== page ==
Friday, April 15, 2011

The Kawasaki Taxi from Hell

This happened in Japan last summer.

I arrived at Hiyoshi train station after hanging out with a some friends in the city (Read: awkwardly wandering around Shibuya eating ramen and singing terrible Karaoke). At this point, everyone else had gone home, so I decided to take a cab back to Grandpa’s.


I didn’t realize it until we reached my drop-off: The driver mumbles the price is ¥540. I pull out my wallet and, being a gaijin, only have a crisp ¥10,000 bill.

Something I didn’t know about Japanese culture: You always carry small change on you. At all times. Breaking large bills in taxi cabs is apparently a big no-no in Japan. Like streaking in public here in the States, (and Japan, I guess).


As I pull the bill out and hand it to him, he looks at me as if I’m a mentally challenged kid. “No,” he says. “It is 540 yen, please.” I apologize and said that this is all I have. He stares into my eyes (deep into my soul) and gets really angry, saying, “Do you not understand!? It is 560 yen. Why the hell are you handing me 10,000 yen? Why the hell don’t you have change? Idiot!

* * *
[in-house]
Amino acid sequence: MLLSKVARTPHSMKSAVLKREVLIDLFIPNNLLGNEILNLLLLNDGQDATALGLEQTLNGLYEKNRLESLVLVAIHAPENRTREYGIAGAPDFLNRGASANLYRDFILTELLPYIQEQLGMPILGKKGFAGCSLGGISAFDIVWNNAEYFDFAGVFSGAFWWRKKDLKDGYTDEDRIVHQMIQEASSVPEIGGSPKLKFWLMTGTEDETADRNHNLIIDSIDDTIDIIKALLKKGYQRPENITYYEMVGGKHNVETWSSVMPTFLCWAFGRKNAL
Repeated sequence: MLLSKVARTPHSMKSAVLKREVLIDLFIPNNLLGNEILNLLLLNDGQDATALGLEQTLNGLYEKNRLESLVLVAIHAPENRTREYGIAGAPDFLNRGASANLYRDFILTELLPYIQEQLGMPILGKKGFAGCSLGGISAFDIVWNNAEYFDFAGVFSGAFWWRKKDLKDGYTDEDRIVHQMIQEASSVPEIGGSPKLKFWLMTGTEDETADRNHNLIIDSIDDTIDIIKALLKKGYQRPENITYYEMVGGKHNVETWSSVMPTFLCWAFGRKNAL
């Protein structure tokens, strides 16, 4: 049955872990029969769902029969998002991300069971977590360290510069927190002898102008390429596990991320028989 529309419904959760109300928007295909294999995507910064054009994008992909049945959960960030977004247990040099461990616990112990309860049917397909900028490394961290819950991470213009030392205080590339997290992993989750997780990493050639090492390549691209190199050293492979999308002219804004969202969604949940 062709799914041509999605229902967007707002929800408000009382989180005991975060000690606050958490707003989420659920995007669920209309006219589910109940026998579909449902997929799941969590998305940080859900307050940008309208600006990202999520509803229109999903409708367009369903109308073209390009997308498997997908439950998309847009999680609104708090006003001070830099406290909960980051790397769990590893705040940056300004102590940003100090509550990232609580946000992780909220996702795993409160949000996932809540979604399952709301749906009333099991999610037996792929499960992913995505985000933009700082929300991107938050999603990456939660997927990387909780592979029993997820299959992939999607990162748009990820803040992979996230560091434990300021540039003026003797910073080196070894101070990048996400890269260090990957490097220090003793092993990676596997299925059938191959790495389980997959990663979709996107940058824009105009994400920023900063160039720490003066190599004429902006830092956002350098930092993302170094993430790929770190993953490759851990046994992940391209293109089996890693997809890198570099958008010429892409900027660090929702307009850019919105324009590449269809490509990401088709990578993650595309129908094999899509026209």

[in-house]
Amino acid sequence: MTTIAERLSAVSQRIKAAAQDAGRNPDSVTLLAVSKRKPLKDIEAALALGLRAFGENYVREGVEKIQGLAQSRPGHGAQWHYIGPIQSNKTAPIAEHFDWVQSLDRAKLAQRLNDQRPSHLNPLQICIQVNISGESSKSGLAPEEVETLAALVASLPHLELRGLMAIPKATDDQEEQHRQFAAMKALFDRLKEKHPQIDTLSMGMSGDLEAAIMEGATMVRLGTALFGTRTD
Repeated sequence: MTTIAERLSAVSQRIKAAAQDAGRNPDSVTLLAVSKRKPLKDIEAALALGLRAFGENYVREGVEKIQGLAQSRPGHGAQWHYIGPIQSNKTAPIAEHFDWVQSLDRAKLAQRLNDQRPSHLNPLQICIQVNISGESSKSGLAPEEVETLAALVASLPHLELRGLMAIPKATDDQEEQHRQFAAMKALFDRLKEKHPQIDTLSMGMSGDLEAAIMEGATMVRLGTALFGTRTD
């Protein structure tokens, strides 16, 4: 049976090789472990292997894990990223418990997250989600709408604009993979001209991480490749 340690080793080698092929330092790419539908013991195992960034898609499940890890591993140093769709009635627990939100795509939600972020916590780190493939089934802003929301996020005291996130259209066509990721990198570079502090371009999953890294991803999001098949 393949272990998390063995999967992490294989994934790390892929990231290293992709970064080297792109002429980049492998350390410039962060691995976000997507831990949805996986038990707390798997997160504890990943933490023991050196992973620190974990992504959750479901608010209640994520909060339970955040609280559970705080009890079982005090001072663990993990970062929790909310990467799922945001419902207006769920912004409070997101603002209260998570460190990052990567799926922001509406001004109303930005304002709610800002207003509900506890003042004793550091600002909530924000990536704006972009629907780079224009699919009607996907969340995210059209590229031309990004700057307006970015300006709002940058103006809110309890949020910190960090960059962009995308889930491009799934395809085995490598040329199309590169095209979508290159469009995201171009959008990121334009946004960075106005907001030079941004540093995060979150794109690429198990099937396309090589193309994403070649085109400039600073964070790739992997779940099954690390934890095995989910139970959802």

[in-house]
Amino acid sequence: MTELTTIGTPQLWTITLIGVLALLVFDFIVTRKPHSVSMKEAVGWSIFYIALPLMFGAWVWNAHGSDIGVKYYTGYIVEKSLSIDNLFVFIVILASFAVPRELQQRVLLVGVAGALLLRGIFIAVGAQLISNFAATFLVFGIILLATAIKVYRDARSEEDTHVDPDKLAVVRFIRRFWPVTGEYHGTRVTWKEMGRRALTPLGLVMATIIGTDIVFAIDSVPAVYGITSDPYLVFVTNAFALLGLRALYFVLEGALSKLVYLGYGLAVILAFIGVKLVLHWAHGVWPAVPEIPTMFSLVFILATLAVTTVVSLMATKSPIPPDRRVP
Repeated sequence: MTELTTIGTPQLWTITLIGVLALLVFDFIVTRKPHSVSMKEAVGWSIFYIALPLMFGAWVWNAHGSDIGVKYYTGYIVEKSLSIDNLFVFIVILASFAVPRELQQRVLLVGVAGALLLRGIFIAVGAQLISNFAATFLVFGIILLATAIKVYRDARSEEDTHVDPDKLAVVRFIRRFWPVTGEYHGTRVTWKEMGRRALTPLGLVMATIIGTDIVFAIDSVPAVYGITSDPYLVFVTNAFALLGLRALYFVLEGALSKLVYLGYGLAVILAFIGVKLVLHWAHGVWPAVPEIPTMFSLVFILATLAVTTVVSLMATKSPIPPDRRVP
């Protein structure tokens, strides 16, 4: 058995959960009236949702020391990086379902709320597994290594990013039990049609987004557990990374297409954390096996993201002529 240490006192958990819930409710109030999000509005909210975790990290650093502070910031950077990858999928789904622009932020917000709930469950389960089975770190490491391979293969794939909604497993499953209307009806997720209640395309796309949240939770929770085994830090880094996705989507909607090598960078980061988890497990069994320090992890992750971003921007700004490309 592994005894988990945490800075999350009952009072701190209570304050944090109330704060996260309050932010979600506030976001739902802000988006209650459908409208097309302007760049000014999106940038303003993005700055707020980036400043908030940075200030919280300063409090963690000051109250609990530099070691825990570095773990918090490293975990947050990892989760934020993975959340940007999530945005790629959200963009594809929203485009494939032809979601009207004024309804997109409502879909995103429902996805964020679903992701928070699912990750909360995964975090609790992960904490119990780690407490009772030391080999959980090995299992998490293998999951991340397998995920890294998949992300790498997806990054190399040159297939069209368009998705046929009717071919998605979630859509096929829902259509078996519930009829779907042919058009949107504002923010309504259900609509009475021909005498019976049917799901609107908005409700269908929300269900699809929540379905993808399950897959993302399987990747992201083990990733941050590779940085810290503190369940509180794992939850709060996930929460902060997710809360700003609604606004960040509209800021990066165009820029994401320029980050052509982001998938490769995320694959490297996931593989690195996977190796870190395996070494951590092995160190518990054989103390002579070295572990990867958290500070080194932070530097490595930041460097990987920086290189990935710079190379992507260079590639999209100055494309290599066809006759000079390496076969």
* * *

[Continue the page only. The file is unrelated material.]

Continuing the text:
I’m shocked. This was my first time riding alone and boom, mini-disaster strikes. All I can think to do is bow rigidly and repeatedly say “すみません。もしわけありません。” over and over as if I were some Japanese salaryman who spilt beer on a yakuza den’s boss. I was in such panic that I couldn’t even articulate that I was an American; the words were just a jumbled up, retarded mess.

Eventually, the driver grabs my bill, rummages around for seriously less than a second, then chucks a rubber-banded roll of ¥1000 bills at me, followed by four ¥100 coins (ouch, ouch, ow, ouch) and four ¥10 coins (ouch, ow, ow, ouch). Then he growls as he kicks me out of his cab and drives off, leaving me stunned from my first rude encounter in the history of some 16 consecutive trips to Japan.

I unwind the parcel of ¥1000’s and there are exactly nine bills. Even piss-angry, this guy means serious business.


A couple of days later, my grandpa and I go out to lunch. He’s a high-profile figure in his neighborhood and since he no longer drives, he takes taxis every day.

Because he talks so much and likes to pay well, he developed a respectable and endearing reputation with the cab company who refer to him as their “most valuable customer” and “the chairman.” Today, he calls them and they send Watanabe-san to drive us to lunch. In some sick twist of karma, it turns out Watanabe-san was the cab driver from before!

Man, was that an awkward ride. The entire time, Grandpa goes on and on about me, his “intelligent, ambitious, first-born grandson from America, who studies at a prestigious university and already has a job at the age of nineteen.”

Throughout grandpa’s speech, Watanabe-san glances at me through the rear-view mirror. A moment ago, this guy seriously thought I was mentally handicapped. Maybe he still does. I stifle a laugh.